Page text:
“GPS did not exist then, let alone cell phones, personal computers, or the Internet. Some boats had the capability to receive weather faxes. My husband accomplished all our navigation with an old fashioned, yet reliable, sextant. It was difficult to maintain regular contact with family and friends using only the ham radio and marine band radios. We received our mail via postal general delivery in the various countries we arrived in, and sometimes our mail never arrived. For a while we taught our children with correspondence homeschooling courses, and could only send the lessons back through the mail when we got into port. There was no online connection. Our navigational charts were actual printed charts and maps.”

What was your process to getting published? Do you have any advice for fellow members?

“Once I seriously considered getting published, I wanted to have my full manuscript ready. I knew the importance of working with an editor well before seeking out an agent or publisher, so I spent a good year polishing up my manuscript with my editor. She flushed out the flaws and the missing links and I am eternally grateful to her.

Being a complete novice to book publishing at that point, I tentatively began the research process while also joining writers groups and attending conferences and seminars. The main point that was constantly hammered home was the necessity to establish a platform and work the social media channels. As a journalist, I am drawn to communicate with people, and to “spread the word” so embarking upon building a platform wasn’t terribly daunting to me. Although I had my own website early on as part of my business as an independent editor and copywriter, I lacked Twitter and Facebook know-how. So, I concentrated on learning how those worked, establishing them, and working them. I found sites such as Writers Digest, The Write Life, and various writing and travel bloggers and coaches. I read their tips, articles, how-to books, and learned about the many conferences out there.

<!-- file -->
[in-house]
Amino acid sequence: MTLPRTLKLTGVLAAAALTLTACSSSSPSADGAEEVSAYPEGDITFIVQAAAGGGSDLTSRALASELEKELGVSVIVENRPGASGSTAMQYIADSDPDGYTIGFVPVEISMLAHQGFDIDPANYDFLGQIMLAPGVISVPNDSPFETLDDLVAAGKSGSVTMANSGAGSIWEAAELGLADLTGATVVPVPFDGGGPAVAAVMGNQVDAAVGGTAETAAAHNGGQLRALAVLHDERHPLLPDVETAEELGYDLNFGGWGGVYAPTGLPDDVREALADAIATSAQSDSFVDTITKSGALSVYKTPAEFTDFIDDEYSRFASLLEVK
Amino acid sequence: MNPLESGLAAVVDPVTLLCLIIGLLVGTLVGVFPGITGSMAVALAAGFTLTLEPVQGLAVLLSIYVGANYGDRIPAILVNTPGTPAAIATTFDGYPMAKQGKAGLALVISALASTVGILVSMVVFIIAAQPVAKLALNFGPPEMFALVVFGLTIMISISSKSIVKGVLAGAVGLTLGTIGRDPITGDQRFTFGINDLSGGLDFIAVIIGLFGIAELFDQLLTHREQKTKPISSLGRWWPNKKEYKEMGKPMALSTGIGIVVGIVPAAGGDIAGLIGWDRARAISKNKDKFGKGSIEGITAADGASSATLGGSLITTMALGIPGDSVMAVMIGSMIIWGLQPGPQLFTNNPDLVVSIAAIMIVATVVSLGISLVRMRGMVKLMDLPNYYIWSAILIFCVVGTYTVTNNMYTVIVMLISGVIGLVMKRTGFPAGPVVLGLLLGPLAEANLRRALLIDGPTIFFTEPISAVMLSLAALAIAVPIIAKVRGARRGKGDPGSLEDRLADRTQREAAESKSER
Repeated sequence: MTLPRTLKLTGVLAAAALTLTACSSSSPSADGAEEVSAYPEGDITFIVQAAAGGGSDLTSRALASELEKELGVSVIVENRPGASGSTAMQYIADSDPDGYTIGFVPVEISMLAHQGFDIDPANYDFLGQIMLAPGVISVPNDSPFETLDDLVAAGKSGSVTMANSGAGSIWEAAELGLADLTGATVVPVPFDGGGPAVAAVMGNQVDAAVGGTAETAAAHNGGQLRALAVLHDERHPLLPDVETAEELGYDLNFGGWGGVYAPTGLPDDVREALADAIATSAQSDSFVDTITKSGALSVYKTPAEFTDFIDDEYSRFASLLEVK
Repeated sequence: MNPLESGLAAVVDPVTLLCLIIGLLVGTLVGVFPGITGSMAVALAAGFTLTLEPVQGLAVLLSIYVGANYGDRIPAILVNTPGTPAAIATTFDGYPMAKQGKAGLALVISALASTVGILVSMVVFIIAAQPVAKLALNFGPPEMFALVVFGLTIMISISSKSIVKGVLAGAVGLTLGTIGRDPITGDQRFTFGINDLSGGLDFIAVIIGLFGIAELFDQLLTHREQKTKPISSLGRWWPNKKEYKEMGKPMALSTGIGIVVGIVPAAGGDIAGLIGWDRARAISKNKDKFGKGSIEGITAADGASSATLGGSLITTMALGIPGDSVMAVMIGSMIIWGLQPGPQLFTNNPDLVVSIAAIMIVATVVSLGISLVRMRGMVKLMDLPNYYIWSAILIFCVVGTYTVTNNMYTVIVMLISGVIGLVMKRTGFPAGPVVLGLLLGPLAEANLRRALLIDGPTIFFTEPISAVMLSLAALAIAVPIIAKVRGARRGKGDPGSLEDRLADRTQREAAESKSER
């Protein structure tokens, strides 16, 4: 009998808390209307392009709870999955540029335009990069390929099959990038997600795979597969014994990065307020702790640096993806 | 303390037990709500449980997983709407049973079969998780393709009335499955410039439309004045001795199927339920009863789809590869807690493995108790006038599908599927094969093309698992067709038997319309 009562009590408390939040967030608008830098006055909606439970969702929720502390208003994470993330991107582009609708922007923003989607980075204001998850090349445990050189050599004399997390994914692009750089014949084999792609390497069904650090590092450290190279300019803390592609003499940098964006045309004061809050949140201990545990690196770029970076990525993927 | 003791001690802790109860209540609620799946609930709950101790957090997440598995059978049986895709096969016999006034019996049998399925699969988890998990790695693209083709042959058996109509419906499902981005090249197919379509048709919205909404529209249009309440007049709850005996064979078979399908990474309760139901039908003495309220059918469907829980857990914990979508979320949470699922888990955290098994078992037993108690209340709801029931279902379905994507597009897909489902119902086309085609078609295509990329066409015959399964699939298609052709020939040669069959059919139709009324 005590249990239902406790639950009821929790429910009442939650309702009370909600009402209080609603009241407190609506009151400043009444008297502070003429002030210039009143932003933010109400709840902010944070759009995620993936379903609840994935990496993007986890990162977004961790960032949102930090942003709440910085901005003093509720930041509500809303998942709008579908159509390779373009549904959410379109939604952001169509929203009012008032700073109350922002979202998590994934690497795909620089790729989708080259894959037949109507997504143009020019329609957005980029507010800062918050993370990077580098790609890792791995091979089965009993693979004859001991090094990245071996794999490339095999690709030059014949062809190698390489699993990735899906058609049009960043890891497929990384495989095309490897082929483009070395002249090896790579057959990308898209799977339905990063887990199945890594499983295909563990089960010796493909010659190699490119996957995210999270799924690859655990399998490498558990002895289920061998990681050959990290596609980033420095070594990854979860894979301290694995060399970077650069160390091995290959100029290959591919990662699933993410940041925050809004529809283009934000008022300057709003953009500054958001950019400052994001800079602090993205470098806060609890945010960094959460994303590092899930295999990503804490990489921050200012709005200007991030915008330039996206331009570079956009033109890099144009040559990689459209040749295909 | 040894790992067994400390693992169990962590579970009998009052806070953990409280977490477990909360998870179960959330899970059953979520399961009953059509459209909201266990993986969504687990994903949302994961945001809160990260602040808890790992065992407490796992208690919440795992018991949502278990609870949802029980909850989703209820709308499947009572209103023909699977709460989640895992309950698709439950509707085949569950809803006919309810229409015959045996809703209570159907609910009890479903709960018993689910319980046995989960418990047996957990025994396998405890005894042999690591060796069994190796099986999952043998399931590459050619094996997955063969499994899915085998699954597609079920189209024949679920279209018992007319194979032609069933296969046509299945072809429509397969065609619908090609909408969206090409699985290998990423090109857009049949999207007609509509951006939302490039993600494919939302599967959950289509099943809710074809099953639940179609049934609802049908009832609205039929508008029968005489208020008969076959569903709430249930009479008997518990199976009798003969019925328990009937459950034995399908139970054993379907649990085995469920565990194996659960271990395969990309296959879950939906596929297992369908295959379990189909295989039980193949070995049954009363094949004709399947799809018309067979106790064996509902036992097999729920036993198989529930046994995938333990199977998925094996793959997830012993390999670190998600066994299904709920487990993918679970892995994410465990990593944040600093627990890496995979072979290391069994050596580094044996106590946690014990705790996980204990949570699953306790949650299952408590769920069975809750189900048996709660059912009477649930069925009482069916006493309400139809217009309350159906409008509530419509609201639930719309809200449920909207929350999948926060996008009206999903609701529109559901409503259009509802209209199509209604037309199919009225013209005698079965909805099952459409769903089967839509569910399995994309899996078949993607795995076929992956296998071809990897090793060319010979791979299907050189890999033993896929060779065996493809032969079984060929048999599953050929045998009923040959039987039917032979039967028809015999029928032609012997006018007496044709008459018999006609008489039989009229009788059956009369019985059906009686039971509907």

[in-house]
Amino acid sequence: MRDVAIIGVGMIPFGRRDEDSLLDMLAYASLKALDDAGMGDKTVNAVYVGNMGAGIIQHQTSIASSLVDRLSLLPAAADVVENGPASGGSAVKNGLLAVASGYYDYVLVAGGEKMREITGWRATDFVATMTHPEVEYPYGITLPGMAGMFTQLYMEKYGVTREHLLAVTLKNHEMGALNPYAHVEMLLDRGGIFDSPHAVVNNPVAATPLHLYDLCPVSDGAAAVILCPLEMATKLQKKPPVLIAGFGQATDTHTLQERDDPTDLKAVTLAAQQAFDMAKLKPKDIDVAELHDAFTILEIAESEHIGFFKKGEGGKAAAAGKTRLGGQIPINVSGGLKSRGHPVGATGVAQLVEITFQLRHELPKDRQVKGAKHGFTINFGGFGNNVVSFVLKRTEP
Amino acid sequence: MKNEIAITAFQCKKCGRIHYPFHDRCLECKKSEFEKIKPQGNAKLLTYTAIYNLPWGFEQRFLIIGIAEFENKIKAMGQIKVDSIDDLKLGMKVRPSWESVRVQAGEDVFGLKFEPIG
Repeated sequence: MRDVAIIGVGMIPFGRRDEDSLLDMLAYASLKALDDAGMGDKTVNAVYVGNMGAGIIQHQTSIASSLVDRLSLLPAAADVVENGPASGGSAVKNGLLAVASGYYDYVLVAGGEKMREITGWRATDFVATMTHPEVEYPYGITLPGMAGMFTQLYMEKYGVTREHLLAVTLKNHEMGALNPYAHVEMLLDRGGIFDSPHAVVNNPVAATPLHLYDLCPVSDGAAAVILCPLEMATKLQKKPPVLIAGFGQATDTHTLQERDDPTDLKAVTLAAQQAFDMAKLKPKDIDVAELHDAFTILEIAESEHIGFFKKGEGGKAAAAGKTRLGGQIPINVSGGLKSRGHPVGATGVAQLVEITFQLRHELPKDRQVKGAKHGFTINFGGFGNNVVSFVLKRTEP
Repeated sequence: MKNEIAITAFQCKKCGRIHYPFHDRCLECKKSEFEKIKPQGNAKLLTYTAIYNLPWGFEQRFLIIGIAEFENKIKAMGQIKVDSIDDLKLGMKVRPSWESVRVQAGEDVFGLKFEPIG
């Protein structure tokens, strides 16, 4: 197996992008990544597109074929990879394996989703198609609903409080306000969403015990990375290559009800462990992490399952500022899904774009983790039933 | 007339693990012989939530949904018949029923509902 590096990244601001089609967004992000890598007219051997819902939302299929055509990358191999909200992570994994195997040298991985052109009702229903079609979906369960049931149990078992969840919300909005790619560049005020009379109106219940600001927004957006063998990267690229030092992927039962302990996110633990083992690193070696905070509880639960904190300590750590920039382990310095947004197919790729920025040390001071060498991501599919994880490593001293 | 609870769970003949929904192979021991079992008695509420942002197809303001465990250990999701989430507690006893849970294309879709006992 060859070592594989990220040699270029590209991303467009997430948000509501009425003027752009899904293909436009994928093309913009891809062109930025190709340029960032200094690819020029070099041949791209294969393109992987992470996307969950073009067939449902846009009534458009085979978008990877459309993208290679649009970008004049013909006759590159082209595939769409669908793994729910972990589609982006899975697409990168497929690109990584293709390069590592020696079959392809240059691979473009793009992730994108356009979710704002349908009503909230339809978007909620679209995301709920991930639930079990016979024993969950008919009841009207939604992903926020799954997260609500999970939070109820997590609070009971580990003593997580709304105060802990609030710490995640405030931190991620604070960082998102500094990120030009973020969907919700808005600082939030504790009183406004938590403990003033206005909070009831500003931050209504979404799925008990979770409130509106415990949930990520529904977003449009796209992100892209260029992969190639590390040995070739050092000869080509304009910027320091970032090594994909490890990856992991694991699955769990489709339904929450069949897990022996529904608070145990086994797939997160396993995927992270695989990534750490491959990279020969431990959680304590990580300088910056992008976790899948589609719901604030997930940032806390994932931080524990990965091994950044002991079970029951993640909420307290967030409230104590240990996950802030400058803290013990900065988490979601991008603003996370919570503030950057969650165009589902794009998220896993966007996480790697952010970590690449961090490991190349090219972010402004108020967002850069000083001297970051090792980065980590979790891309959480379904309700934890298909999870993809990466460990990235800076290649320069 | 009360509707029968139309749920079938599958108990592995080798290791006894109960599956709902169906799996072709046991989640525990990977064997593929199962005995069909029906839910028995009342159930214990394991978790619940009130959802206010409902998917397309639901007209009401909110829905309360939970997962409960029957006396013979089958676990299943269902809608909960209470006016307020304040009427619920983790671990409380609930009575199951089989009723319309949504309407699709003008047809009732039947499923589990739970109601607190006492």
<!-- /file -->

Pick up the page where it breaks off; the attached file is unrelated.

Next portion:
“Initially I gave myself six months to try and attract an agent and/or traditional publisher, and if I failed at that I would attempt to go with a hybrid publisher (like She Writes Press). I researched agents, how to query and pitch to them. Delving more and more into the various levels of all that’s involved, I learned about Twitter “pitch wars” that are hosted several times a year by various recognized writing professionals. I read up on these and how to pitch a story in 140 characters or in my case, 35 words as pitched on the Pitchmas website. I liked the idea of this newer method to pitch a story, the immediacy of pitching online in a “short and sweet” format as opposed to a traditional long and involved query letter along the lines of a well-crafted cover letter and resumé.

The Twitter “pitch” method seemed much more relevant, evolved, effective, and immediate, a shortcut to get one’s foot in the door. Through my 35-word pitch on Pitchmas, I was successful in attracting the attention of a brand new small publisher, Filles Vertes Publishing. They wanted a synopsis and my first two chapters, then the complete manuscript, and voilà we signed a contract.”

What are your plans for the future, and how can people get in touch with you?

“I have an idea way in the back of my head concerning a hitch-hiking trip across the U.S. in the early 1970s that my husband accomplished, then a young French student. I didn’t know him then, and his English was fairly rudimentary, but he was able to get across the United States east-to-west and back within several months, and lived quite the adventure. But since “road trip” stories are commonplace, I need to find the unique angle in order for this one to appeal to readers. As a journalist I love talking with people and getting the story out there, so I’m looking forward to this next chapter.”

Janis Couvreux is a journalist, sailor, mom, grandmom, traveler, and Franco-American, blogging at the Huffington Post,  The Lady Alliance, and Pryme about living bilingually, crossing oceans, backpacking adventures, and raising kids outside the box. Sail Cowabunga! A Family’s Ten Years at Sea is her debut book.